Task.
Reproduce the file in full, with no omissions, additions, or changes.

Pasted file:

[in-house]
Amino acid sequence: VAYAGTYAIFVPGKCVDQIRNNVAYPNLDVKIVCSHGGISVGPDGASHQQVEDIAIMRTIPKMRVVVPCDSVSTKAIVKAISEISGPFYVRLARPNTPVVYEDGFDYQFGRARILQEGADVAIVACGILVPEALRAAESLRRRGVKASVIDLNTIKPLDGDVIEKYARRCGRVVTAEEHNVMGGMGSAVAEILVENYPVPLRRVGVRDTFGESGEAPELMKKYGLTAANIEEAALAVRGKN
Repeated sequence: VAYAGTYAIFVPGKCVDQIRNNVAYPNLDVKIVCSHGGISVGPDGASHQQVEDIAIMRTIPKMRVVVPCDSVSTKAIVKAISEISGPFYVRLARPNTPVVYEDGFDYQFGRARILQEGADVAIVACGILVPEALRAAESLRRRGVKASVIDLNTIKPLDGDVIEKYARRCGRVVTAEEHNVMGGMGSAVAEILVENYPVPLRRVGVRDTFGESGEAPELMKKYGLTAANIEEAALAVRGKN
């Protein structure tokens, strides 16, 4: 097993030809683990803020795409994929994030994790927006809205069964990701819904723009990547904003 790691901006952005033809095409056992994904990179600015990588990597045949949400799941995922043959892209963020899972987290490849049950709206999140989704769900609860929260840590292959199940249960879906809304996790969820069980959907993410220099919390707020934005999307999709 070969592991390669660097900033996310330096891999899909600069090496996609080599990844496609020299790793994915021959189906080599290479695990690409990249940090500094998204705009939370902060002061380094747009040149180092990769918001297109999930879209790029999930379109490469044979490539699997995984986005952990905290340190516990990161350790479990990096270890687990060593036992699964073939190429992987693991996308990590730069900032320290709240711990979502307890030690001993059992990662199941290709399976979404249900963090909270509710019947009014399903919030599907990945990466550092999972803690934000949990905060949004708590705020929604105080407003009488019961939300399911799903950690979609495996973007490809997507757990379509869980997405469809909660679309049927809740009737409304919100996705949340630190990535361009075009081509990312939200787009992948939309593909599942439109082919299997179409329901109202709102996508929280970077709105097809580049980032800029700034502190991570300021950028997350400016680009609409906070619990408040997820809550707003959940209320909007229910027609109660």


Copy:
[in-house]
Amino acid sequence: VAYAGTYAIFVPGKCVDQIRNNVAYPNLDVKIVCSHGGISVGPDGASHQQVEDIAIMRTIPKMRVVVPCDSVSTKAIVKAISEISGPFYVRLARPNTPVVYEDGFDYQFGRARILQEGADVAIVACGILVPEALRAAESLRRRGVKASVIDLNTIKPLDGDVIEKYARRCGRVVTAEEHNVMGGMGSAVAEILVENYPVPLRRVGVRDTFGESGEAPELMKKYGLTAANIEEAALAVRGKN
Repeated sequence: VAYAGTYAIFVPGKCVDQIRNNVAYPNLDVKIVCSHGGISVGPDGASHQQVEDIAIMRTIPKMRVVVPCDSVSTKAIVKAISEISGPFYVRLARPNTPVVYEDGFDYQFGRARILQEGADVAIVACGILVPEALRAAESLRRRGVKASVIDLNTIKPLDGDVIEKYARRCGRVVTAEEHNVMGGMGSAVAEILVENYPVPLRRVGVRDTFGESGEAPELMKKYGLTAANIEEAALAVRGKN
């Protein structure tokens, strides 16, 4: 097993030809683990803020795409994929994030994790927006809205069964990701819904723009990547904003 790691901006952005033809095409056992994904990179600015990588990597045949949400799941995922043959892209963020899972987290490849049950709206999140989704769900609860929260840590292959199940249960879906809304996790969820069980959907993410220099919390707020934005999307999709 070969592991390669660097900033996310330096891999899909600069090496996609080599990844496609020299790793994915021959189906080599290479695990690409990249940090500094998204705009939370902060002061380094747009040149180092990769918001297109999930879209790029999930379109490469044979490539699997995984986005952990905290340190516990990161350790479990990096270890687990060593036992699964073939190429992987693991996308990590730069900032320290709240711990979502307890030690001993059992990662199941290709399976979404249900963090909270509710019947009014399903919030599907990945990466550092999972803690934000949990905060949004708590705020929604105080407003009488019961939300399911799903950690979609495996973007490809997507757990379509869980997405469809909660679309049927809740009737409304919100996705949340630190990535361009075009081509990312939200787009992948939309593909599942439109082919299997179409329901109202709102996508929280970077709105097809580049980032800029700034502190991570300021950028997350400016680009609409906070619990408040997820809550707003959940209320909007229910027609109660």